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Health Professionals Aided On Loan Defaults

Leon County Judge John Cooper on June 30, 2022, in a screen grab from The Florida Channel.
The Florida Channel
Leon County Judge John Cooper on June 30, 2022, in a screen grab from The Florida Channel.

With no discussion, the Florida Senate on Wednesday gave final approval to a bill that would shield health-care providers from disciplinary action if they default on student loans. 

The Senate voted 35-1 to pass the bill (HB 115), with Sen. Joe Gruters, R-Sarasota, opposed. The House unanimously approved the bill last month, meaning it is now ready to go to Gov. Ron DeSantis.

Under current law, state health officials are required to issue emergency suspensions of practitioners’ licenses if they default on government-backed student loans and do not attempt to repay the amounts.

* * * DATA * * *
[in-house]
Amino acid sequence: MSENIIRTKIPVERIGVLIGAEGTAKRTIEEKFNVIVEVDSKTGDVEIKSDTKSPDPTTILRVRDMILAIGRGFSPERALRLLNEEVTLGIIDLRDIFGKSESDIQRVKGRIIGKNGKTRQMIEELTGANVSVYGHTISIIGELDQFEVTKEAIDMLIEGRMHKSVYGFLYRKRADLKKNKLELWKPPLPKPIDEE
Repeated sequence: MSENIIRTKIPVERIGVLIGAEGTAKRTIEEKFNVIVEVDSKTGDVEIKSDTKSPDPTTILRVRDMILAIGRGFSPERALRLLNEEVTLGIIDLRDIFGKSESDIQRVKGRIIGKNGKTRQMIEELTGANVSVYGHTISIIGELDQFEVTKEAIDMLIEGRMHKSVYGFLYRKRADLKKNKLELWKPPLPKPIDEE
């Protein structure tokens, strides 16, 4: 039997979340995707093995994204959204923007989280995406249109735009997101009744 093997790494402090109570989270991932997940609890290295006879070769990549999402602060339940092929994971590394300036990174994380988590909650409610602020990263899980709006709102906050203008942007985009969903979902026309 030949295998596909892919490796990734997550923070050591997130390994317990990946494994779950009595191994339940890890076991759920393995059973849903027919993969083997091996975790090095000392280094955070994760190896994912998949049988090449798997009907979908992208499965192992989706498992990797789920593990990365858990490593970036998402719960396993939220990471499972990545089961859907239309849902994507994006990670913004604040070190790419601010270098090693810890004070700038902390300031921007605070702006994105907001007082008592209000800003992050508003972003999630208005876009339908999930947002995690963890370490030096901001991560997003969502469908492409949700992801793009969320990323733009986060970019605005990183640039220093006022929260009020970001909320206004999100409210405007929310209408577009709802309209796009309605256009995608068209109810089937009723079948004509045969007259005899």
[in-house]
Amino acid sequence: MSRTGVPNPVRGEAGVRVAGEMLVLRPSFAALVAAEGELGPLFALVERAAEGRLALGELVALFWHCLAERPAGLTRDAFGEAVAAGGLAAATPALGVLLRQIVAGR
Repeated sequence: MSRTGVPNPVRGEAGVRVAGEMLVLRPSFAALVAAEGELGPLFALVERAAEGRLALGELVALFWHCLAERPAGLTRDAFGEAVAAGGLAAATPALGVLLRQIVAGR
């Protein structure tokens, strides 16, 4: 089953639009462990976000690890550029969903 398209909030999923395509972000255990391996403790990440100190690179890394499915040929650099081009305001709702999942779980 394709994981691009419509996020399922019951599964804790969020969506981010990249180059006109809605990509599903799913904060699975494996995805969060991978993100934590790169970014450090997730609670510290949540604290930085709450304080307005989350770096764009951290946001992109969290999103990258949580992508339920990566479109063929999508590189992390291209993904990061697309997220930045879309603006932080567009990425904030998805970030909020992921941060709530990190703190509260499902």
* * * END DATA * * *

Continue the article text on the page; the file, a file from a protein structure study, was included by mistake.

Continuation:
The law requires the state Department of Health each month to obtain a list of health-care practitioners who have defaulted on their government-backed loans. The state must notify the practitioners they have defaulted and give them 45 days to provide proof of new repayment plans.

If they don’t, the law requires the health department to issue emergency orders suspending the practitioners’ licenses. The state could ultimately pursue disciplinary cases against the practitioners. The bill, in part, would do away with the requirement that the Department of Health suspend licenses until practitioners agree to new payment terms.

The measure would also prohibit state health officials from denying, refusing to renew or suspending licenses solely because providers were delinquent or defaulted on loans. According to a staff analysis of the bill, there were 722 cases against practitioners for defaulting on student loans during the 2018-2019 fiscal year.

The state mediated agreements in about 46 percent of the cases. Florida passed the initial law in 2002 after a federal report showed that 9,454 practitioners nationwide had defaulted on student loans, including 556 in Florida.